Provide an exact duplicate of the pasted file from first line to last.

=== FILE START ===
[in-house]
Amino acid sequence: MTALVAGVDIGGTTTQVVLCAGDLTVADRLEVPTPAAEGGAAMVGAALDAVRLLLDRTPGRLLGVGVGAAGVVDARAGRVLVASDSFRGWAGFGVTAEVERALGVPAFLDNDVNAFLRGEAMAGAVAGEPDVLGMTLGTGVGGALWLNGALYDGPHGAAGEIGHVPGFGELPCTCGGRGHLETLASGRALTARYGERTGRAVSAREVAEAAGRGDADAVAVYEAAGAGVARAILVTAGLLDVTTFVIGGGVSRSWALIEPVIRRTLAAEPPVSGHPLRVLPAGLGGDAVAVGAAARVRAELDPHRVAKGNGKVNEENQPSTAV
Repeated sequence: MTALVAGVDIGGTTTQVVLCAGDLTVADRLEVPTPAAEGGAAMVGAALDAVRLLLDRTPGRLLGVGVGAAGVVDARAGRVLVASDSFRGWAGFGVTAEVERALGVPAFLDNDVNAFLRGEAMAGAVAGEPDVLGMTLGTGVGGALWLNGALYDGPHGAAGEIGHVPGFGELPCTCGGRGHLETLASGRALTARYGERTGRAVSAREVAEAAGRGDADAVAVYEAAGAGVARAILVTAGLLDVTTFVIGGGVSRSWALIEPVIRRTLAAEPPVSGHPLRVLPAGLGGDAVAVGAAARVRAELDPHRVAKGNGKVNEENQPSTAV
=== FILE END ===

[in-house]
Amino acid sequence: MTALVAGVDIGGTTTQVVLCAGDLTVADRLEVPTPAAEGGAAMVGAALDAVRLLLDRTPGRLLGVGVGAAGVVDARAGRVLVASDSFRGWAGFGVTAEVERALGVPAFLDNDVNAFLRGEAMAGAVAGEPDVLGMTLGTGVGGALWLNGALYDGPHGAAGEIGHVPGFGELPCTCGGRGHLETLASGRALTARYGERTGRAVSAREVAEAAGRGDADAVAVYEAAGAGVARAILVTAGLLDVTTFVIGGGVSRSWALIEPVIRRTLAAEPPVSGHPLRVLPAGLGGDAVAVGAAARVRAELDPHRVAKGNGKVNEENQPSTAV
Repeated sequence: MTALVAGVDIGGTTTQVVLCAGDLTVADRLEVPTPAAEGGAAMVGAALDAVRLLLDRTPGRLLGVGVGAAGVVDARAGRVLVASDSFRGWAGFGVTAEVERALGVPAFLDNDVNAFLRGEAMAGAVAGEPDVLGMTLGTGVGGALWLNGALYDGPHGAAGEIGHVPGFGELPCTCGGRGHLETLASGRALTARYGERTGRAVSAREVAEAAGRGDADAVAVYEAAGAGVARAILVTAGLLDVTTFVIGGGVSRSWALIEPVIRRTLAAEPPVSGHPLRVLPAGLGGDAVAVGAAARVRAELDPHRVAKGNGKVNEENQPSTAV